What happens after a legendary CEO departs?

Find out in our latest CEO Success study

For 19 years, Strategy& has been analyzing CEO succession at the world’s 2,500 largest public companies.

In this year’s report, we look into what happens at companies experiencing transitions from long-serving CEOs.

In addition, we share our annual analysis of CEO turnover and the 2018 incoming class of CEOs.

2018 CEO Success Study: Succeeding the long-serving legend in the corner office

Duration of video: 00:01:10

Key findings

The legacy of long serving CEOs
Long-serving CEOs generally deliver higher shareholder returns than shorter-serving CEOs and are typically succeeded by insiders in a planned succession. However, we find that these successor CEOs significantly underperform and are much more likely to be forced out of office.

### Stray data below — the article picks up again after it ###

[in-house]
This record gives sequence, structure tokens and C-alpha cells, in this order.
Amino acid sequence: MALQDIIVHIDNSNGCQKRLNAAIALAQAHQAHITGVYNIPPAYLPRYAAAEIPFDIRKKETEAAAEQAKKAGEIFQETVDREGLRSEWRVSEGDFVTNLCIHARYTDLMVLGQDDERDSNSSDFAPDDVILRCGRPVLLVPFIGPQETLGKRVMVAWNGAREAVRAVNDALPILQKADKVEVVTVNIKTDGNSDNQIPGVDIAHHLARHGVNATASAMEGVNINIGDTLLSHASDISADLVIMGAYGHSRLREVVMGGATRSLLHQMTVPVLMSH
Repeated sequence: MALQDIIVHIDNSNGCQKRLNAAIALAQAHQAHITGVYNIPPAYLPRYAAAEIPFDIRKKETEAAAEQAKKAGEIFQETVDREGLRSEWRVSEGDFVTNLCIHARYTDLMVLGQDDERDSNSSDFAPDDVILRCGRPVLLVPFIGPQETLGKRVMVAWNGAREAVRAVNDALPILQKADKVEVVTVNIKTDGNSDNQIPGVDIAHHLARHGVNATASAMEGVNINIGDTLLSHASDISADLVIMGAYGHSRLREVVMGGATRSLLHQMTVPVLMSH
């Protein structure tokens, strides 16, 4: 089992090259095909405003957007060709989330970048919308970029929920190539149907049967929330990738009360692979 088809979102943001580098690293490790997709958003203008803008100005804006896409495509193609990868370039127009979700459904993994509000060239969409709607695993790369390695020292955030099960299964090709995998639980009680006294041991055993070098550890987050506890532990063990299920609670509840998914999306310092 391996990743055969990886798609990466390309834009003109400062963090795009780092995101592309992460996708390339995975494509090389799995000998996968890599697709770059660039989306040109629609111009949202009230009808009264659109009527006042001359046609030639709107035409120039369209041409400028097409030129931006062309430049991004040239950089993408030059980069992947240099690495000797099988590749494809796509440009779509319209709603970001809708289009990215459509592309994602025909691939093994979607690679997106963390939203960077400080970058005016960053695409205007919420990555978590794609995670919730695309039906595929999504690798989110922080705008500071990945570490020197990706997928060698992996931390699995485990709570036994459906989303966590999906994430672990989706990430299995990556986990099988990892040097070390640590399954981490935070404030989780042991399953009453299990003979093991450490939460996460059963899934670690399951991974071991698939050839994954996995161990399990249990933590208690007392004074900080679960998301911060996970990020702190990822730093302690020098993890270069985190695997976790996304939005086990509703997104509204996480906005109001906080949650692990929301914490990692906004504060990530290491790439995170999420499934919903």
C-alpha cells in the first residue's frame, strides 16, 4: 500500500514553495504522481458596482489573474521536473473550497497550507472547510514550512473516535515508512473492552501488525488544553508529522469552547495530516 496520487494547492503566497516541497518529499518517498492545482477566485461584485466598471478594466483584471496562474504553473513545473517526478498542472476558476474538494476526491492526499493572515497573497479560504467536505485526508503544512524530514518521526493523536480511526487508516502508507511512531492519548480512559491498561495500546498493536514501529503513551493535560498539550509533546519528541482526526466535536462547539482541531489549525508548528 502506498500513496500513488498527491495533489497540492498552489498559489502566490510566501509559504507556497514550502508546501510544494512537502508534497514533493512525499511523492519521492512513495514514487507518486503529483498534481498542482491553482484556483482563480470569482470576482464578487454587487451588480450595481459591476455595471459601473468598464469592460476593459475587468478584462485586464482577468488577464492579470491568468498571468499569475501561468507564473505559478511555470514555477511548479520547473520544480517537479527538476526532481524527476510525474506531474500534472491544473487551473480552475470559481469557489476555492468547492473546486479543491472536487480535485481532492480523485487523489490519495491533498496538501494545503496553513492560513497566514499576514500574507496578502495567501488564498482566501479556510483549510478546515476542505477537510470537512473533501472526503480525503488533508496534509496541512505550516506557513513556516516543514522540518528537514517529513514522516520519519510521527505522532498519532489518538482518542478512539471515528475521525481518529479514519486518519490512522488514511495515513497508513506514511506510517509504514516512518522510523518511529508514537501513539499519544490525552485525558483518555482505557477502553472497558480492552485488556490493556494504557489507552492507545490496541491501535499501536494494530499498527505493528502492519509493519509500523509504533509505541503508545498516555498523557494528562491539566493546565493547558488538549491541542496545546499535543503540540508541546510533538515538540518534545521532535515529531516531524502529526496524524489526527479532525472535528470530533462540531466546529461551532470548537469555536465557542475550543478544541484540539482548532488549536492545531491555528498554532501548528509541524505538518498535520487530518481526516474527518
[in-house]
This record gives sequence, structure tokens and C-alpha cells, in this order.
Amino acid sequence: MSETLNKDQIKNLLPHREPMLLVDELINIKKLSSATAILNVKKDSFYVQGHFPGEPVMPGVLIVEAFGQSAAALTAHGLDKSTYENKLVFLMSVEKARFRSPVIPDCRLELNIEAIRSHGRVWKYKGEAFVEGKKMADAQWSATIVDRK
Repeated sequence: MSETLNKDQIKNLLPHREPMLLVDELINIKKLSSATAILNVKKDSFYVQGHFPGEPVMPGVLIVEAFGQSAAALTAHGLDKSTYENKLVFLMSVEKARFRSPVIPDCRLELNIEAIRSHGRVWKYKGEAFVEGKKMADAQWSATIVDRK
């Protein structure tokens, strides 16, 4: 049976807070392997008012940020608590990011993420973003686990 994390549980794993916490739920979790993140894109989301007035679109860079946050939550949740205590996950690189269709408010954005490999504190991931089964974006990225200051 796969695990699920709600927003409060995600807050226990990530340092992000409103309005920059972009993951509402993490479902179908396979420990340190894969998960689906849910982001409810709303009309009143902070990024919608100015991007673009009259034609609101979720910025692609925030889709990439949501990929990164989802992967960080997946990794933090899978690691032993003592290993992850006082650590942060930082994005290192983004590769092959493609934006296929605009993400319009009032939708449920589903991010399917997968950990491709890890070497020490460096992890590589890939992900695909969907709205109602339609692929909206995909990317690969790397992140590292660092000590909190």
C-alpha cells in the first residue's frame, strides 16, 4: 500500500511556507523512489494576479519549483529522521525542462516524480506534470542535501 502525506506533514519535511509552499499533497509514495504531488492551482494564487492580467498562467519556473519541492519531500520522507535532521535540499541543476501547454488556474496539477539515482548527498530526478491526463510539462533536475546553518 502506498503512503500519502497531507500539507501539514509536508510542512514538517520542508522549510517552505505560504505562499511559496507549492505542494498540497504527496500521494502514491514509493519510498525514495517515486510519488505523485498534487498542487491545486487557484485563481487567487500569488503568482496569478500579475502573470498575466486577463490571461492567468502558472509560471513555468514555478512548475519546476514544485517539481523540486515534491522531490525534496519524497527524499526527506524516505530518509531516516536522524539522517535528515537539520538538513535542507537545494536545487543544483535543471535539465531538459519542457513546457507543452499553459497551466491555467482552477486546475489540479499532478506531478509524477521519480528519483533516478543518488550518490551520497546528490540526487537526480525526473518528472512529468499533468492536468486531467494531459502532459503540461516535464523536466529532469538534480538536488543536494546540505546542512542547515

Turnover rate soars
Turnover among CEOs at the world’s 2,500 largest companies soared to a record high of 17.5% in 2018 — 3 percentage points higher than the 14.5% rate in 2017 and above what has been the norm for the last decade.
Slow progress for women
The share of incoming women CEOs was 4.9% in 2018. This is down slightly from the all-time high of 6% in 2017, but it continues an upward trend from the low point of 1% in 2008.
Ethical lapses on the rise
The overall rate of forced turnovers was in line with recent trends, at 20%. But the reasons that CEOs were fired in 2018 were different. For the first time in the study’s history, more CEOs were dismissed for ethical lapses than for financial performance or board struggles.

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Martha D. Turner

Principal, Strategy& US

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